||Name: Brown Pelican|
|Scientific name: Pelicanus occidentalis carolinensis|
|Range: coast in California,from North Carolina to Texas, Newmexico, West Indies, Caribbean Islands, to Guyana and Venezuela in south America.|
|Habitat: Estuaries and small coastal islands|
|Status: Recovering. Brown pelicans populations were declared endangered during the 70's because of the production of fragile, thin-shelled eggs by birds exposed to pesticides.|
|Diet in the wild: They eat fish|
|Diet in the zoo: they are fed with fish|
|Location in the zoo: Texas Wild: Gulf Coast|
Photo: Brown Pelican in June
The brown pelican is a large dark gray-brown water bird with white over the head and the front of the neck. The back of the neck is covered with rich brown feathers. In the breeding season the head feathers turn yellow. Pelican legs are short, their necks and their feet have four toes, webbed to aid in swimming.
Brown pelicans feed in shallow coastal waters, usually within 20 miles of shore. They are never spotted inland. Brown pelicans dive for their meals in the water, feeding mostly on middle-sized fish. They will also eat small fish, like anchovies, invertebrates, and food scraps dropped by humans.
Pelicans can form flocks that contain both males and females. Pelicans in flight may be confused with cranes, but the pelican's neck is not extended, but is folded back to rest on the back.
Brown pelicans nest in large colonies, laying their eggs in nests on the ground. Young pelicans are hatched while very immature, but they grow quickly. Both parents participate in caring for the young birds. They can carry tiny fish to feed their babies. To feed their young, they first swallow the fish and then open their mouths wide so that the young reach way down their parents throats to their gullet. Juvenile pelicans congregate in creches after leaving the nest. However, even in these large groups, parents can recognize and feed their own offspring.
Photo of brown pelican chicks courtesy of Dennis Ancinec
In previous years these birds were nearly exterminated as a consequence of pesticides, which killed the pelicans' food and also weakened their egg shells. Pelicans were also killed in the mistaken belief that they ate fish used for human consumption, but the fish eaten by pelicans are rarely those species used for human food. After DDT and other pesticides became more strictly regulated, the birds began to recover.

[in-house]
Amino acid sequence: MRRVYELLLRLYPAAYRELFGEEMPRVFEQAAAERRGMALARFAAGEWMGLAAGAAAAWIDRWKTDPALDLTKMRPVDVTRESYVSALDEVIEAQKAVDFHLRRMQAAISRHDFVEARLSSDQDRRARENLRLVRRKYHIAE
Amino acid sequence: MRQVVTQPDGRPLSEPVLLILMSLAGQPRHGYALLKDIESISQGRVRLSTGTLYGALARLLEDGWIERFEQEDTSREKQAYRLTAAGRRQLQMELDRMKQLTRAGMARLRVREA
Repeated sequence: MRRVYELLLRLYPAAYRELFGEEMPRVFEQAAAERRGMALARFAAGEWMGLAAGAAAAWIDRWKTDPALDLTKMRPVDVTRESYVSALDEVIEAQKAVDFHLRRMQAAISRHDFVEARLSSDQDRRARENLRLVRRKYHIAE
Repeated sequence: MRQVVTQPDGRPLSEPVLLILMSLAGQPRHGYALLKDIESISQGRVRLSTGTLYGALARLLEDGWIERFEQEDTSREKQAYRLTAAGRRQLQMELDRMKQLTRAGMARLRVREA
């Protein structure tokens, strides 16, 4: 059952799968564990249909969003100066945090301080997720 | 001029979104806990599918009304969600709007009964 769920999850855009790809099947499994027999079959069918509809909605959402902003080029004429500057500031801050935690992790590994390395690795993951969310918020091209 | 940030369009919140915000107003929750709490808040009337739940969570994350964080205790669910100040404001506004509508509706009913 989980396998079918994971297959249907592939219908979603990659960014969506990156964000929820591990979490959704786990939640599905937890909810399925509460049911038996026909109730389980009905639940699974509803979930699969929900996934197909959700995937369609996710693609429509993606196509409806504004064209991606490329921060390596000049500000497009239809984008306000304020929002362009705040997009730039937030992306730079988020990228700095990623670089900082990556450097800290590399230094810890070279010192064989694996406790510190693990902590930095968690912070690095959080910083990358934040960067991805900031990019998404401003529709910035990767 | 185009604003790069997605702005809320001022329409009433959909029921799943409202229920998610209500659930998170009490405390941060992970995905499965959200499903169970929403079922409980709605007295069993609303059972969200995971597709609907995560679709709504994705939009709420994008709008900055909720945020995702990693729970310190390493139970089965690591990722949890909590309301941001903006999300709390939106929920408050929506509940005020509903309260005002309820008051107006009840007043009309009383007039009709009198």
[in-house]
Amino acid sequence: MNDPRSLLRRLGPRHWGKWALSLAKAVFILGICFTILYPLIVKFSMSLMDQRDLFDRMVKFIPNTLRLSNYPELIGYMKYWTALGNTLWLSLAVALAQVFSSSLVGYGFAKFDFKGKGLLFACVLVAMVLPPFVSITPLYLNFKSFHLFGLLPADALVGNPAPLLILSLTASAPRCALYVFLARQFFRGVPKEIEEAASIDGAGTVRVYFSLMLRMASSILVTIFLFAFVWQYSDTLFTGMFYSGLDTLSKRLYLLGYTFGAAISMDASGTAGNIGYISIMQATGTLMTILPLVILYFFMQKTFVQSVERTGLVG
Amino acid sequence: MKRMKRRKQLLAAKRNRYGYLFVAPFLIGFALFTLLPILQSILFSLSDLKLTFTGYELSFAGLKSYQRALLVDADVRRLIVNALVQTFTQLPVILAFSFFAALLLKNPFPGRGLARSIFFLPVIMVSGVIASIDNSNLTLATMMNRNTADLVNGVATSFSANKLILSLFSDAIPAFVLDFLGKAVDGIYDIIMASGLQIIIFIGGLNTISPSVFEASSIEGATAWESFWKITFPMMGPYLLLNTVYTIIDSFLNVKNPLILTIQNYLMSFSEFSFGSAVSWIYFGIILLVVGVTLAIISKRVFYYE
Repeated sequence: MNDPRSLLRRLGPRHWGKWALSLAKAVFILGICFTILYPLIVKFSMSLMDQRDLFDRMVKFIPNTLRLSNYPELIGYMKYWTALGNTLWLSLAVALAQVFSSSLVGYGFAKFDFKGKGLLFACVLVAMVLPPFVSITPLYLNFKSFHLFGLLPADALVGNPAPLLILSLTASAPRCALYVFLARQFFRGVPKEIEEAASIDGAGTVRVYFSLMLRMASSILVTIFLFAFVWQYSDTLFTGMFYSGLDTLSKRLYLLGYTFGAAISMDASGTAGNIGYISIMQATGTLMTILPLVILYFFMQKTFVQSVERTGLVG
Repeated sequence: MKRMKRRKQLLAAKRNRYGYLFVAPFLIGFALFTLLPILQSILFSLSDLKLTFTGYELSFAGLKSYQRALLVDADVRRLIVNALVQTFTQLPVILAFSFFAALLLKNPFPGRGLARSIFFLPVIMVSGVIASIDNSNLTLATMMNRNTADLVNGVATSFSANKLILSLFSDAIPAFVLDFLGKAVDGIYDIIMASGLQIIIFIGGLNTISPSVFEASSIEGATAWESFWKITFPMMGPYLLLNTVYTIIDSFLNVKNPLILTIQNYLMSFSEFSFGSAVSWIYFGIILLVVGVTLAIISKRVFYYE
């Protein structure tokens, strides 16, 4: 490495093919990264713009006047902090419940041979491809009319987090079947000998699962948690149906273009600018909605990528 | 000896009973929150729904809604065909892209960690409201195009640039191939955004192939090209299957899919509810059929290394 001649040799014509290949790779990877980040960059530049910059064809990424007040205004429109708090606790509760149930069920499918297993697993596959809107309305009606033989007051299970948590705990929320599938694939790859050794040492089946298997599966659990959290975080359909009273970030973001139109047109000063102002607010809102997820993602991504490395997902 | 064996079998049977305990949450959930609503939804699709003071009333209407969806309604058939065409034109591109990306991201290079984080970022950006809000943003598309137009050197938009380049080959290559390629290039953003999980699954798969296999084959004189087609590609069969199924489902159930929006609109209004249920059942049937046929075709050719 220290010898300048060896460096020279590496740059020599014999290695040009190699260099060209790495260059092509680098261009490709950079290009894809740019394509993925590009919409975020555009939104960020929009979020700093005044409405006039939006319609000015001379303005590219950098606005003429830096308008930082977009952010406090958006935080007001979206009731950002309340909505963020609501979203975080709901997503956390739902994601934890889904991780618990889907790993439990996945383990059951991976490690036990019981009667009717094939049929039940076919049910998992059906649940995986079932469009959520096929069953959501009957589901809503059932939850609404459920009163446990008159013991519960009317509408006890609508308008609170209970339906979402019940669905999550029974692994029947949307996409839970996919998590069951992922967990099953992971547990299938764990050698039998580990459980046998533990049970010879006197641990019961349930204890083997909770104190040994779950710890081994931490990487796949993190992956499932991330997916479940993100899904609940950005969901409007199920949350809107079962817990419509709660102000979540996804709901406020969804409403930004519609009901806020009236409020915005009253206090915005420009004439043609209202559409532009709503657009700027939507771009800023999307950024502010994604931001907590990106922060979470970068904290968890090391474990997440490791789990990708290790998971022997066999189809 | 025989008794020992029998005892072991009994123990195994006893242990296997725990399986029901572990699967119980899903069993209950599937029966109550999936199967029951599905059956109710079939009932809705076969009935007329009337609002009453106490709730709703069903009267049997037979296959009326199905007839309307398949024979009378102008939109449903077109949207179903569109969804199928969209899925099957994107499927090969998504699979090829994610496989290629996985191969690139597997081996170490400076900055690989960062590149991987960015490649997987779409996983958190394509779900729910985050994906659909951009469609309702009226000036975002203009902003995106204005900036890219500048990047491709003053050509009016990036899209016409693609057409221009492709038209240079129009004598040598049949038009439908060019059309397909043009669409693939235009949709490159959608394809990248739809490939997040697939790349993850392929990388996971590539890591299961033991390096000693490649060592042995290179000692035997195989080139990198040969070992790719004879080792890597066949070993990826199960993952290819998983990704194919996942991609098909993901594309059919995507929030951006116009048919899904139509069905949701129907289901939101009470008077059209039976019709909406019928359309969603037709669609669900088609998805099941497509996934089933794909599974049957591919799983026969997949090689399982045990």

or behavioral adaptations:
Pelicans have large bills with a flexible lower pouch that functions both as a fishing net and a as a temperature regulation surface. For young pelicans, the parent's pouch may also serve as a food dish. A pelican will soar above the water, flying at a height of about 7 feet to spy out its meal, then bank steeply out of a climbing turn and plunge towards the water, netting the fish in the pouch of its bill. The pelican's bill is not used to store food, although it is about three times the size of its stomach, but to drain the water from its catch. Once the water is drained from the pouch, the fish is swallowed and stored in the esophagus. Special air sacs under the skin on the front of its body protect the pelican from the impact of the dozens of dives it makes each day. Because of this air layer, the bird also rides very high in the water. Brown pelicans may also fish while floating on the water. A lot of the times pelicans, will fly, roost and fish together as a group, forming a V- shape in the water.
|Personal Observations on the Brown Pelicans at the
Fort Worth Zoo:
Brown pelicans are such beautiful birds that when you see them, you just want to have one as your own.. Seeing this beautiful bird disappearing from this planet is very unspeakable. I think we have an obligation to protect them from declining. Pelicans seem to be peaceful birds and very friendly. They have a lot of patience-- more than any other birds I ever seen or looked at. They behave in a very interesting manner. Even though the two brown pelicans at the zoo like to be around themselves, they are tolerant of the white pelicans and other birds in the exhibit as well.
The Brown pelicans seems to spent most of their times resting, but some times they play around among themselves! They are very friendly to each other, they treat each individual with respect, and kindness. They are birds that anyone would like to watch. This popular huge bird has clown of personality, doing just about anything for a fish.When the pelicans eat their meal they seem to enjoy it, just as other animals do.
|Source Materials and Related Links:
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WhoZoo Animal Index
Birds at the Fort Worth Zoo